Upload multiple files to S3 on Laravel Vapor with Dropzone.js

For a startup project in Laravel we’ll be launching soon I need to upload multiple files. With our AWS hosted stack deployed via Laravel Vapor the logical choice for storage is S3. To keep the load off our lambda “backend” I want it to upload to S3 straight from the browser using pre-signed URLs. For the frontend functionality I chose Dropzone because I have experience with it from previous projects.

I’m assuming you have an AWS account and permission setup with your access key and bucket configured in your .env and vapor.

At the end of this post we will have a drag-and-drop multi-file uploader directly to S3 using Vapor functionality.

Setting up Dropzone with Vapor

Let’s start with our front-end setup. Install Dropzone and the Vapor js package:

npm i dropzone laravel-vapor

Add a form element to your blade view. We don’t give it a dropzone class as we want to initialize it ourselves so we can target it later. Our action will be the record we will want to associate the uploads with. In this case a product will have many photos. So for every uploaded file we will store a photo associated to the product.

<form action="" id="dropzone-form"></form>

On the JS side of things we initialize the Dropzone:

const dropzoneForm = new Dropzone("#dropzone-form");

And we override the uploadFiles function:

Dropzone.prototype.uploadFiles = async files => files.forEach(uploadFile);

The uploadFiles method gets called with a number of items based on the parallelUploads setting and how many files are processing at that time. We call uploadFile for each:

async function uploadFile(file) {
  const s3response = await Vapor.store(file, {
    progress: progress => {
      const percentage = Math.round(progress * 100 * 0.9);
      dropzoneForm.emit("uploadprogress", file, percentage);


The Vapor.store call does most of the work for us. It first gets a presigned url from our backend and then uploads the file to the given url. The progress callback ties nicely into Dropzone’s uploadprogress event. Notice that the maximum progress percentage is 90% here. That’s because we are not done yet. Continuing uploadFile:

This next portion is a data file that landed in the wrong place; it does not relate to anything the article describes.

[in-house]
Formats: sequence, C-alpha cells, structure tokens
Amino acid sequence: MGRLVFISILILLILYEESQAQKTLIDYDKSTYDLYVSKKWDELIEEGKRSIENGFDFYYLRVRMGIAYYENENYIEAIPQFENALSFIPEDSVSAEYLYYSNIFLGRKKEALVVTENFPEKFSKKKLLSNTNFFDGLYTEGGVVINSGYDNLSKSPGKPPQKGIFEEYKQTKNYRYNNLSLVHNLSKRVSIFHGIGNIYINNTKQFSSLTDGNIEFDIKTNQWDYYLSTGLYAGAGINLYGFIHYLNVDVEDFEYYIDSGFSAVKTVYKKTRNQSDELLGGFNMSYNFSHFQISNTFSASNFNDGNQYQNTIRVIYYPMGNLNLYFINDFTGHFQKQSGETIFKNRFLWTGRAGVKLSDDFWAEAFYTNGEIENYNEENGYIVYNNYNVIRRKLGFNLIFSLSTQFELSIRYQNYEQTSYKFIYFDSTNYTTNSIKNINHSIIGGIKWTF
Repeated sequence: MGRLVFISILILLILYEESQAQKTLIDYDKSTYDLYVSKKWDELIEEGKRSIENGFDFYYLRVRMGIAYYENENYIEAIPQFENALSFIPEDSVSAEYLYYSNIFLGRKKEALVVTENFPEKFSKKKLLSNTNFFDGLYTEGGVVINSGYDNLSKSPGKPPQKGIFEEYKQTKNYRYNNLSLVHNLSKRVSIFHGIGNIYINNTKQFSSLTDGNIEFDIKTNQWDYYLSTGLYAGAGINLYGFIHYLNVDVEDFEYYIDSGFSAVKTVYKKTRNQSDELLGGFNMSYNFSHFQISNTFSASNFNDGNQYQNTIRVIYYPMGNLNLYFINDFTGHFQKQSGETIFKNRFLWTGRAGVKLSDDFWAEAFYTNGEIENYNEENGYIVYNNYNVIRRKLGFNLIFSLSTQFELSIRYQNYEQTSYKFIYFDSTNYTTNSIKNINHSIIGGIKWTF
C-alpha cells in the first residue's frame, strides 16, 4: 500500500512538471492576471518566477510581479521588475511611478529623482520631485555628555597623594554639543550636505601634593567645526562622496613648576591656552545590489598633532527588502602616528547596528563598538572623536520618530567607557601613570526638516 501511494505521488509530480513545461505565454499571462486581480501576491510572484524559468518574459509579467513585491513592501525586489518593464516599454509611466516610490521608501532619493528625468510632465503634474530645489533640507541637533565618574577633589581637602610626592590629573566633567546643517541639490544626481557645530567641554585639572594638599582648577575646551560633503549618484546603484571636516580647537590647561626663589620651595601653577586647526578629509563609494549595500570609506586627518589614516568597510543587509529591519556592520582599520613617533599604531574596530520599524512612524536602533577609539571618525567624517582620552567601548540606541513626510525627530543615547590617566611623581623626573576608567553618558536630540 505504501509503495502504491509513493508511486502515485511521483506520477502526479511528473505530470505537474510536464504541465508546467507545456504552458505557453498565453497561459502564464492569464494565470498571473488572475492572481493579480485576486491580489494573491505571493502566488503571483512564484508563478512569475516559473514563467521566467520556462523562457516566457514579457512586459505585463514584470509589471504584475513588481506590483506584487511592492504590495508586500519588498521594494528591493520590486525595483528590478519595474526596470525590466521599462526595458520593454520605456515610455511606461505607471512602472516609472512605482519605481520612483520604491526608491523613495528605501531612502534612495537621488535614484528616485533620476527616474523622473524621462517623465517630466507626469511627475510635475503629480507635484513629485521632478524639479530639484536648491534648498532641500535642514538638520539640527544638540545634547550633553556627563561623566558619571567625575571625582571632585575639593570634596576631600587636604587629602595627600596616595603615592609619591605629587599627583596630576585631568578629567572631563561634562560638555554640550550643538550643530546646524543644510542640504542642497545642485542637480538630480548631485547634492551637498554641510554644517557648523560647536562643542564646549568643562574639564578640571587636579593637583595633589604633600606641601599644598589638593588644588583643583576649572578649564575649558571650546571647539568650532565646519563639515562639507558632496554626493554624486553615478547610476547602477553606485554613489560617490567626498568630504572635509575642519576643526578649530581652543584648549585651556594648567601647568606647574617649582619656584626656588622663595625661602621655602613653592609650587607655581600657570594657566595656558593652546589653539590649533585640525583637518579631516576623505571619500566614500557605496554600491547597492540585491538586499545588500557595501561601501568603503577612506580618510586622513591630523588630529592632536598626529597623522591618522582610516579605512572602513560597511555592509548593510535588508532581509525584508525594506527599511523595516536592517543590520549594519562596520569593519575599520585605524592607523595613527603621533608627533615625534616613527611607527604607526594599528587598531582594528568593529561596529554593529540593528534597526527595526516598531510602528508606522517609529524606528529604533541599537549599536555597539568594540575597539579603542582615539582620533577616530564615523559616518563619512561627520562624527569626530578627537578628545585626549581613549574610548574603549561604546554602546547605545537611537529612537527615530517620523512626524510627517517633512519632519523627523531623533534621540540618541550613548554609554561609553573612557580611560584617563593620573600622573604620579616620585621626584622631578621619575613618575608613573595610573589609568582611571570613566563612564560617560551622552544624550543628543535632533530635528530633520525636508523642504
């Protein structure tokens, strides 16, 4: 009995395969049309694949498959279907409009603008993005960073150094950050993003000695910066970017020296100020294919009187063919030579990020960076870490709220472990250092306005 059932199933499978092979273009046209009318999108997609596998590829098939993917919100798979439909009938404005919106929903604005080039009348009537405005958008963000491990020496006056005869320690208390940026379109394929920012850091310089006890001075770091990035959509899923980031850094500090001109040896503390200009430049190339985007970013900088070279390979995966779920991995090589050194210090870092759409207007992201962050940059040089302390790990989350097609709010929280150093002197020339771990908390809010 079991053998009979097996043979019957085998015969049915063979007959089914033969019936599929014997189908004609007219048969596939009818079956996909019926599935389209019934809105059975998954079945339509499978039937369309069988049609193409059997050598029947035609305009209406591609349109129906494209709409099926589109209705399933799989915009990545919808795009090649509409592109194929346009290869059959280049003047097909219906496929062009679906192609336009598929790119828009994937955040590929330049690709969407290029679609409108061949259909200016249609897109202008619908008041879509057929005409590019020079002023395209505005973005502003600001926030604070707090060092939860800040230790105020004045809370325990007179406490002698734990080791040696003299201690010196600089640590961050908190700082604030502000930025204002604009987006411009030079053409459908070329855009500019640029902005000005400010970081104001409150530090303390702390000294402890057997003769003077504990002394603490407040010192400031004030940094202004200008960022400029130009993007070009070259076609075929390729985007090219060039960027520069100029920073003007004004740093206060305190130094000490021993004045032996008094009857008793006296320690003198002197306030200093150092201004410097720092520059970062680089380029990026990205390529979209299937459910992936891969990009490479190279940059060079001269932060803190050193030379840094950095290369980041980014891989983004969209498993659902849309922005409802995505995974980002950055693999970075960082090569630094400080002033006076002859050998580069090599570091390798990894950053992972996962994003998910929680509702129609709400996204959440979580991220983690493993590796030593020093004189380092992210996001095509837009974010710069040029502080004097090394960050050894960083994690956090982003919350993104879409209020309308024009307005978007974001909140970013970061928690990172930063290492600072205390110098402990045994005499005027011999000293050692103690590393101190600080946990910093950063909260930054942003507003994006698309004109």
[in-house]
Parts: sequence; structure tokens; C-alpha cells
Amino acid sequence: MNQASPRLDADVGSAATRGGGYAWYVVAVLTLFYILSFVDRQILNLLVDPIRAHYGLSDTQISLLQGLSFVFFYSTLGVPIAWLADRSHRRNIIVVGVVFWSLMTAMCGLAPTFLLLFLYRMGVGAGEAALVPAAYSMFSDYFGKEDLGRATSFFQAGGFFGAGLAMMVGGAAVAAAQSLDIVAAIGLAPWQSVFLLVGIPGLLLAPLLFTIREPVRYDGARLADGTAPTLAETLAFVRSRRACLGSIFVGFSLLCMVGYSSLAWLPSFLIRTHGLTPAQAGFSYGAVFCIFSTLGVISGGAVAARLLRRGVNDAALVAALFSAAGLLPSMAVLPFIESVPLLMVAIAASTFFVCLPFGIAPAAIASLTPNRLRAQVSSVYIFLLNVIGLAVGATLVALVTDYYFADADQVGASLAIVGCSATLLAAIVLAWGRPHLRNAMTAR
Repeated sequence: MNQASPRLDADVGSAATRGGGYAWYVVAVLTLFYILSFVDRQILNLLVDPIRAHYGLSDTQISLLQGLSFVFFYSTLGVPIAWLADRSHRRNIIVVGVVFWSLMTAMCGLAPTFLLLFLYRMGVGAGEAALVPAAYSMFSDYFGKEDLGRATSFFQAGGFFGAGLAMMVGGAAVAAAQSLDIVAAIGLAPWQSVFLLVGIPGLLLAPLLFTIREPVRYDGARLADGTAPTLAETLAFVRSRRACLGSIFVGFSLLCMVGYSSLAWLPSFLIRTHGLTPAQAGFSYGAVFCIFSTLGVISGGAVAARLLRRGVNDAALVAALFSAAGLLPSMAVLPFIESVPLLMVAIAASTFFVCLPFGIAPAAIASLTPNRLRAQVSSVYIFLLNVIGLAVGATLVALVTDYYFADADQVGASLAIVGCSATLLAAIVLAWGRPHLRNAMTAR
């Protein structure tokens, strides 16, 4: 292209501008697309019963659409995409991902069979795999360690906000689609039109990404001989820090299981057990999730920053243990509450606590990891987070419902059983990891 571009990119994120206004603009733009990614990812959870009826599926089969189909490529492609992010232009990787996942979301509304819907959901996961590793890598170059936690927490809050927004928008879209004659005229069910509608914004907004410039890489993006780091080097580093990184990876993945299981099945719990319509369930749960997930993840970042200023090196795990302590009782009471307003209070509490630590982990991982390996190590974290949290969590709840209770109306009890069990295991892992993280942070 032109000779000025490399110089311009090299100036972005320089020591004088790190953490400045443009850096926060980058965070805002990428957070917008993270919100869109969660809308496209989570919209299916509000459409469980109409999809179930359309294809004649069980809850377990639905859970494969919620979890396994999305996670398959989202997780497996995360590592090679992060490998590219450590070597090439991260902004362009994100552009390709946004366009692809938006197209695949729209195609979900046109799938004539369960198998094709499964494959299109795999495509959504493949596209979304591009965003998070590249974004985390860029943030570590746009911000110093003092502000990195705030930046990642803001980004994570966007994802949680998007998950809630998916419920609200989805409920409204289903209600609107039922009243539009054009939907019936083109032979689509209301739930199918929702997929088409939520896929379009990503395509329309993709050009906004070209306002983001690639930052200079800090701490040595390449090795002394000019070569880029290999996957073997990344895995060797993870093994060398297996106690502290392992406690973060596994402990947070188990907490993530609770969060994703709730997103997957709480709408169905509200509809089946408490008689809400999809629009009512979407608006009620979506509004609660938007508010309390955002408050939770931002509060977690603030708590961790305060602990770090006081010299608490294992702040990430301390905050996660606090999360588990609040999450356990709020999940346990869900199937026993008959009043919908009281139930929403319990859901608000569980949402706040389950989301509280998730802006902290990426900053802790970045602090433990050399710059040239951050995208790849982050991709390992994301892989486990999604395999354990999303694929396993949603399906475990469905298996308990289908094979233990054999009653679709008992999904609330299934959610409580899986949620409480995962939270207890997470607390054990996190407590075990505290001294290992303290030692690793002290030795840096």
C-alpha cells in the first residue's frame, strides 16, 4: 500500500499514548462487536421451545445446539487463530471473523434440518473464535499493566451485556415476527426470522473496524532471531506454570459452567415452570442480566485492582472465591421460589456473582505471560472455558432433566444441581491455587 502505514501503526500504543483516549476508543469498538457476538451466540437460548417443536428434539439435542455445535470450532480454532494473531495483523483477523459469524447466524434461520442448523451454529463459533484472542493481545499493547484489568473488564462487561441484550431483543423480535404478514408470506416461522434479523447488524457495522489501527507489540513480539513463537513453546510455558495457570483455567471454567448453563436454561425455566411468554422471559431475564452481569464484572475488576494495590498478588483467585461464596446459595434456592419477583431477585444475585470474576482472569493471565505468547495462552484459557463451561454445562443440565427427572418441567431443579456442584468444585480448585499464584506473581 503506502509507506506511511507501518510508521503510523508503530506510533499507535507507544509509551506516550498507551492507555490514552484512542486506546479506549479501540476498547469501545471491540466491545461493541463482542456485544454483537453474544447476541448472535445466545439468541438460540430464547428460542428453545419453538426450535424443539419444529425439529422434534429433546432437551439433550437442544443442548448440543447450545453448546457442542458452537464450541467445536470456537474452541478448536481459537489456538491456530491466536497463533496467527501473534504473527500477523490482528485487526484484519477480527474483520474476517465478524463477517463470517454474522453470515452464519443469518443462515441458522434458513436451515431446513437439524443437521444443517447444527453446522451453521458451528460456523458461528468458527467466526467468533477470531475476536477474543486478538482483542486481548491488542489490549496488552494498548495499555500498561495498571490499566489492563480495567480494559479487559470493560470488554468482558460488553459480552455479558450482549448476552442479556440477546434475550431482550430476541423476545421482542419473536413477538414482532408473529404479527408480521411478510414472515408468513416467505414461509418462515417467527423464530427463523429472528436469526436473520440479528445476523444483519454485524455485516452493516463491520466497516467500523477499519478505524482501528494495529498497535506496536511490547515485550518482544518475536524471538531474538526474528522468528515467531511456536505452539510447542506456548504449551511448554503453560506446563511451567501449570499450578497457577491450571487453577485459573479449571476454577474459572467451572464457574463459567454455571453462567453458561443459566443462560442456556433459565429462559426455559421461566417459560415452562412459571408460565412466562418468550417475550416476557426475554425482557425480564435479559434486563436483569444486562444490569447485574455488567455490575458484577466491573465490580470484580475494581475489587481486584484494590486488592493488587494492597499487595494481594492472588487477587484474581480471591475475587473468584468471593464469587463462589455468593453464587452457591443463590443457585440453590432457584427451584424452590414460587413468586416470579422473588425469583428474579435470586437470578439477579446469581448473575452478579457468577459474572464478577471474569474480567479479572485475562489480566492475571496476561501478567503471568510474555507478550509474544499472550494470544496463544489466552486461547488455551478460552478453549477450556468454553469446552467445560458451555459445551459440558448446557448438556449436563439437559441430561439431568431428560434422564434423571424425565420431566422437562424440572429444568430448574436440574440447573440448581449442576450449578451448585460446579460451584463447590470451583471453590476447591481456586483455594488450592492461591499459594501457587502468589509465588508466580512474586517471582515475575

async function uploadFile(file) {
  const itemResponse = await axios.post(dropzoneForm.element.action, {
    filename: file.name,
    filetype: file.type,
    tmp: s3response.key

s3response contains a key pointing us to the temporary file in the S3 bucket. We still need to report back to our backend so we can do something useful with the upload. We use axios to make the ajax call here. This is what the call in itemResponse takes care of. We report back to our own backend and set the progress to 100%. Let’s finish up our uploadFile function:

async function uploadFile(file) {

  file.status = Dropzone.SUCCESS;

  dropzoneForm.emit("uploadprogress", file, 100);
  dropzoneForm.emit("complete", file);

We finish up our JS by telling Dropzone we’re done with the file. The last call is to kick off processQueue again triggering dropzone to pick up some more pending uploads.

To summarize, we now have the following steps in place:

  • Show a dropzone
  • Generate a pre-signed URL
  • Upload directly to our S3 bucket
  • Receive the key where our file is located
  • Call our backend with the

Tying things up on the backend

Our form action points to the products.photos.store route, so let’s implement it in our PhotosController:

public function store(Request $request, $product_id)
    photo = Photo::create([
        'product_id' => $product_id,
        'filename' => $request->input('filename'),
        'filetype' => $request->input('filetype'),

        '/' . $request->input('tmp'),

With Storage::copy the file gets moved to a more useful path related to the $photo record we just created.

If we want to show our photo somewhere we can get a url from S3:


Wrapping up

That’s all you need to get your file uploads going. Your store action would also be a great place to dispatch a job to generate thumbnails for your newly uploaded photos. But we’ll leave that exercise for some other time.

Written on January 31, 2020